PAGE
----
What the amateur satellite watcher wrote on the short messaging service Twitter sounded like something out of a futuristic espionage thriller: Cosmos 2542, a Russian observation satellite, was supposedly chasing the American spy satellite USA 245 with a distance that varied between 150 and 300 kilometres. USA 245 changed its orbit to escape its pursuer.
Cosmos 2542 also adjusted its trajectory, and the two objects were only 20 kilometres apart at one point. “Everything is circumstantial,” writes the Observer, but everything indicates that a Russian satellite is inspecting its American counterpart.
The tweets caught the attention of Laura Grego, an astrophysicist and space technology specialist who tracks satellites as part of her research. She began following exchanges between amateur observers years ago.
orbital strike 2
Such a war would not be violent in which the parties shoot each other from orbit. Nor would it be an act of combat emanating from above. “Satellites don’t drop bombs,” says Grego. “There are better, faster or cheaper alternatives.”
Instead, space warfare consists of attacking satellites. Cosmos 2542 could have damaged its opponent or even blown them to pieces with the right equipment.
If such a thing had happened, it would probably have been counterattacked by the United States, for example, by destroying a Russian spacecraft. And the first war in space would have begun.
Most countries rely heavily on civilian satellites to transmit signals for things like GPS, credit card transactions, hospital systems, television stations, and weather reports.
Their list of services is almost endless, and many areas of our modern society no longer function without them. The United States, in particular, also relies on its military communications and surveillance satellites.
Therefore, a space war could have dramatic consequences for the United States, probably more than for any other nation.
Satellites are easy targets
Since satellites are points of light that move in predictable orbits, they are essentially fair game. Defending them sufficiently is almost impossible.
Therefore, military officials would likely classify space as a “predominantly offensive” environment, meaning attack is a more accessible and less costly strategy than defence.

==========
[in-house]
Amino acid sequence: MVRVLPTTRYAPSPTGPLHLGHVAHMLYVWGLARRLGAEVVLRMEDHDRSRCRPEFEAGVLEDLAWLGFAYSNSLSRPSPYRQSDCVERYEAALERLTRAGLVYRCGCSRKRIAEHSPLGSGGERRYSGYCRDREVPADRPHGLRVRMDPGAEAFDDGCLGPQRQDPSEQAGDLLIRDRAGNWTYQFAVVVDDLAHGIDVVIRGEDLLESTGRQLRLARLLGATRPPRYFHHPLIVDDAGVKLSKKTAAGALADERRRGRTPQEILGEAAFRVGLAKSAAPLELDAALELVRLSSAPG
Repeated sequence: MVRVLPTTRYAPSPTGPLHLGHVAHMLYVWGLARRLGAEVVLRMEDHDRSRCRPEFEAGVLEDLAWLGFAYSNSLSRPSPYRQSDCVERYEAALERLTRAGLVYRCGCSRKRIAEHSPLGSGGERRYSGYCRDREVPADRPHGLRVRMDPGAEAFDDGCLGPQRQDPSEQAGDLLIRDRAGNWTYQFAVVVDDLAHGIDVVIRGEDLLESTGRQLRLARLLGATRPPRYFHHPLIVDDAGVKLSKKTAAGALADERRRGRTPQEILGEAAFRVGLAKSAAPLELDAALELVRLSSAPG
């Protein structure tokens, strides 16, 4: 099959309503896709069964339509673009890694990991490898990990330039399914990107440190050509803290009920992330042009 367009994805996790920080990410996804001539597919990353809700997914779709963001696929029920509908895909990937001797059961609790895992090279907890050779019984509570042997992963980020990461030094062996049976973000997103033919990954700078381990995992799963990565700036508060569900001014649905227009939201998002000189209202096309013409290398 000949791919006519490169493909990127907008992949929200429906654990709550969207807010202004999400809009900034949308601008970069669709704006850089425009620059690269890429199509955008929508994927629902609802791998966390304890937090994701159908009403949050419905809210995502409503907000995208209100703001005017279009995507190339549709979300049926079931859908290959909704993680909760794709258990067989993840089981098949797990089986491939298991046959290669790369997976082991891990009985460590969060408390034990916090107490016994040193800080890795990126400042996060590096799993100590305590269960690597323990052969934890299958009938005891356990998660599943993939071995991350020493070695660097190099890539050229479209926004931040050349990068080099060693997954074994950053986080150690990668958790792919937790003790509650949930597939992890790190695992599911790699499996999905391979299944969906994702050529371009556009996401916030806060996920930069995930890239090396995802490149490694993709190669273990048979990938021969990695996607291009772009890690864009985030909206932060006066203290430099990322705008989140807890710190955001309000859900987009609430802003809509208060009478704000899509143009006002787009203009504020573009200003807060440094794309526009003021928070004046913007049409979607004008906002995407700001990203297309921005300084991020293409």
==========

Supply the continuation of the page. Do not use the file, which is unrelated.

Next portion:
The United States responded to this threat in January 2019 by creating an independent military arm, the United States Space Force, arguing that Russia and China had “weaponized” space.
From now on, space is a place where acts of war can be considered. The Space Force was to serve to protect American satellites.
The Cosmos 2542 incident would have had the potential to “create an incendiary situation in space,” as the then-head of the Space Force, General John Raymond, told Time magazine.
However, to this day, neither Grego nor amateur observers know what the Russian satellite was actually doing at the time. The most obvious guess is that he was trying to provoke or intimidate them and, at best, observe something that was not intended for their eyes.
Because it behaved like Russian trawlers are known to do. They approach US Navy ships all the time with precisely that goal.
How far can satellites reach?
Finally, in mid-March 2020, the amateur Observer mentioned at the beginning of this article tweeted that USA 245 had performed a manoeuvre that would take it thousands of kilometres away from its original orbit for weeks if not months.
Later, Cosmos 2542 also flew to another location. Laura Grego responded to the tweet: “A good time to develop a shared understanding of what it means to be too close.
The astrophysicist is part of the Union of Concerned Scientists, a nonprofit organization that focuses on the threat of space warfare. Its members say the most likely way to avoid space war would be to reach an international agreement.
However, negotiations on this matter have stalled. “Diplomats never work quickly,” says Grego, but nothing is moving forward so far.